Bee Kind: Everyone has a story

Bee Kind: Everyone has a story

Bee Kind: Everyone has a story

Join Dakota Boys and Girls Ranch in taking a stand against bullying
On October 5, World Day of Bullying Prevention, and throughout the month, Dakota Boys and Girls Ranch staff and kids are holding awareness and learning activities to help wipe out intentional, repeated, and degrading meanness.

“Bullying leaves people feeling small and exposed and so lonely,” said Joy Ryan, President/CEO, Dakota Boys and Girls Ranch. “I was bullied in school, and unfortunately, I am in the majority. We did a quick survey of the children in our care right now and 88 percent of them report having been bullied. Bullying doesn't build character or compassion and there is no lesson to be learned from experiencing it. Social media has added another avenue for bullying at a whole new level and made it mainstream.”

The effects of bullying can be long-lasting for victims including fear and anxiety, depression and thoughts of suicide. April Morris, a therapist at Dakota Family Services (an outpatient mental health clinic founded by Dakota Boys and Girls Ranch), says bullying can also have long-term effects on the bullies themselves.

According to

  • 1 out of 5 kids are bullied
  • 32% of students say they have been digitally harassed 
  • 5.4 million students skip school at some point in the year due to bullying 
  • Child and teen Bullying and Cyberbullying are both a growing problem.
  • Some kids are so tormented that suicide has become an alternative for them. However, most suicides are not just a result of bullying. There are usually other factors involved.
  • It can mess up a kid's future. Bullies are more likely to skip school, drop out of school, smoke, drink alcohol, get into fights and be arrested at some point in their life. 60% of boys who were bullies in middle school had at least one criminal conviction by the age of 24.

Morris encourages parents to consider several things when determining if their child is a victim of bullying. Is your child refusing to go to school? Are they afraid to ride the bus? Are they getting stomachaches and headaches? Do you see any changes in their eating and sleeping habits, changes in grades, or changes in their behavior? Any of these things can be signs your child is being bullied.

What to do if your child is being bullied
“When you’ve identified that your child is being bullied, the first thing you’ll want to do is march in and take care of it,” Morris says. “Unless there is a threat of physical violence, you might want to refrain a minute. What you really want is for your child to know they are being heard and to learn how to handle the situation themselves. Talk with them and encourage them. What do you think you could do? What are your options? What could you do next?”

Explain to your child that the bully wins when they get angry and upset. The bully is looking for a reaction and often loses interest if they don’t get one. Find more ideas for helping your child deal with bullies at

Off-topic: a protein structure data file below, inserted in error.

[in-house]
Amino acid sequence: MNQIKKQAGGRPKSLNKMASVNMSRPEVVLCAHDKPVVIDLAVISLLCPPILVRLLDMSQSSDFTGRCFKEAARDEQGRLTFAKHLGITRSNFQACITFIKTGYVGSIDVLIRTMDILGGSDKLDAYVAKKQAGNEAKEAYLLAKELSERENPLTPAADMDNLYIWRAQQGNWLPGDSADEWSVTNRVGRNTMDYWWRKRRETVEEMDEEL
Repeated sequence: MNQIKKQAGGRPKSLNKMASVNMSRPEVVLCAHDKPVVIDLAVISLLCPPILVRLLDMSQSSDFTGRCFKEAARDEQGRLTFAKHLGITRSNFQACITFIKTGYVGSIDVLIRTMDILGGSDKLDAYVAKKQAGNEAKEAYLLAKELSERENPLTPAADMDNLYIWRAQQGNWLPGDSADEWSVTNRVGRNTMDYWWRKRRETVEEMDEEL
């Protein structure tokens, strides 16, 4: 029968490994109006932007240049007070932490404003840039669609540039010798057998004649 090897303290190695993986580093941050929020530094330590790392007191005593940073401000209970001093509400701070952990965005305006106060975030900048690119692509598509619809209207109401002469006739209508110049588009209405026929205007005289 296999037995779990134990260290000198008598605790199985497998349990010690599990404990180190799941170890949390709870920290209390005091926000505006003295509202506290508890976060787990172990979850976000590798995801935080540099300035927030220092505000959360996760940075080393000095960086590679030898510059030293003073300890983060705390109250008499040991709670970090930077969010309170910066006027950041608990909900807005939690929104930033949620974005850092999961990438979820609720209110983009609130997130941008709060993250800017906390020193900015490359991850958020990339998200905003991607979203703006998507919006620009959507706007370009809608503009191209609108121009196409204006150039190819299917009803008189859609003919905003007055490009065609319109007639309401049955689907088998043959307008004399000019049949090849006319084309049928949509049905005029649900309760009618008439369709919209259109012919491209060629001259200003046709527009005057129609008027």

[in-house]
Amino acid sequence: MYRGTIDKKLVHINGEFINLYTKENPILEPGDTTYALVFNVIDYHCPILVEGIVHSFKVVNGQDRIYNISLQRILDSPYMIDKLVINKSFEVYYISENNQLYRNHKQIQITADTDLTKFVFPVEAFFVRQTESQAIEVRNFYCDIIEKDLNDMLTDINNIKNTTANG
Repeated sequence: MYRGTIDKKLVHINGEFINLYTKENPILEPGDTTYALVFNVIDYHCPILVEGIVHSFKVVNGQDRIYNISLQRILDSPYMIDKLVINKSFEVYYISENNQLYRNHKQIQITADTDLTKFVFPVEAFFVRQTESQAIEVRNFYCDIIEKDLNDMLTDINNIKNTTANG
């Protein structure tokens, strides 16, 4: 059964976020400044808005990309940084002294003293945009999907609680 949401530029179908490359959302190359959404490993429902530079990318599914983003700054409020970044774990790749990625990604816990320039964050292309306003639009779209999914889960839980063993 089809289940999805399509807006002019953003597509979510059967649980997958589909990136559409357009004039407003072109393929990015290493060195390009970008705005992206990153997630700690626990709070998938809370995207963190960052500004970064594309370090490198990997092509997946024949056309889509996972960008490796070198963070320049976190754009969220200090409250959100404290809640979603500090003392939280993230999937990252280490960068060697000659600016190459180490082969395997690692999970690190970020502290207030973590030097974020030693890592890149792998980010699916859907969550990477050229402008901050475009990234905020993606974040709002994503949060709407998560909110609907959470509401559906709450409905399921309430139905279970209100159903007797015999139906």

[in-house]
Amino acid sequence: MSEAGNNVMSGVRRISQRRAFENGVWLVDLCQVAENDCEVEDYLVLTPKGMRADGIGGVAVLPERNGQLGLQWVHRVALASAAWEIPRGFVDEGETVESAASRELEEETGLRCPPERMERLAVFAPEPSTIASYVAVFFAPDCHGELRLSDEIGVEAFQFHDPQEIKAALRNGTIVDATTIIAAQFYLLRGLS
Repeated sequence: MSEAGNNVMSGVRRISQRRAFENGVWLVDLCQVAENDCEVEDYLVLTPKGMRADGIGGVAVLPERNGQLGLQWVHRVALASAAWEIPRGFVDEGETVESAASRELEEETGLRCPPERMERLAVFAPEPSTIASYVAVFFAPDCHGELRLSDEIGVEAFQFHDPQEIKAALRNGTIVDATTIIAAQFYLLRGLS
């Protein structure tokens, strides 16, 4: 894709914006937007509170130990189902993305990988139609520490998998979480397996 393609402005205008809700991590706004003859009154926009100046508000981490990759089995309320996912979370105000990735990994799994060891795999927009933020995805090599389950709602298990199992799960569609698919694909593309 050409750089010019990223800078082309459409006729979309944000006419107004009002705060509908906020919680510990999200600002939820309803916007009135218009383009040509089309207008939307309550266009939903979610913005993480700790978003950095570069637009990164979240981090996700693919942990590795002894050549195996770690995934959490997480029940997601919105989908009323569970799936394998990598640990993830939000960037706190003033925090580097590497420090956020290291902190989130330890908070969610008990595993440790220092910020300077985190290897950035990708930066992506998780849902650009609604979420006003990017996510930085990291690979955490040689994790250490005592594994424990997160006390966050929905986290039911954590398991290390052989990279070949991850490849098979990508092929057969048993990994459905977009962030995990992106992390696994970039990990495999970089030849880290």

If your child can’t manage the situation themselves, contact a teacher, school counselor, or principal at your school and share your concerns. Work closely with the school to solve the problem.

When your child is bullying others
If you are concerned your child might be bullying others, notice any changes in their behavior or attitude. Morris said, “Is your child aggressive towards others? Do they feel a need for control? Are they getting into frequent fights at school? Are you noticing they don’t take responsibility for their actions? These are all signs they may be engaging in bullying.”

Morris says the most important action you can take to prevent your child from bullying is to spend quality time with them and let them know they have your love and attention.

“Kids act out when there is an unmet need. Sometimes it’s a lack of communication skills or an inability to express what they need.”

The COVID-19 pandemic has led to kids and teens increasing their use of digital platforms, smart phones, and social media—leading to an increase in cyberbullying.

If your child is being bullied online, tell them to never respond, and encourage them to tell you if they are being bullied, harassed, or stalked online. Block all communications from the bully and save any evidence of the cyberbullying. Talk to your children about appropriate online behavior, keep your computer in an open area in your home, and monitor your child’s computer.

If your child is the victim of bullying, or is engaging in bullying behavior, consider making an appointment with a therapist at Dakota Family Services, the outpatient mental health clinic founded by Dakota Boys and Girls Ranch. Call 1-800-201-6495 to schedule an appointment with a provider in Bismarck, Fargo, or Minot, ND. 



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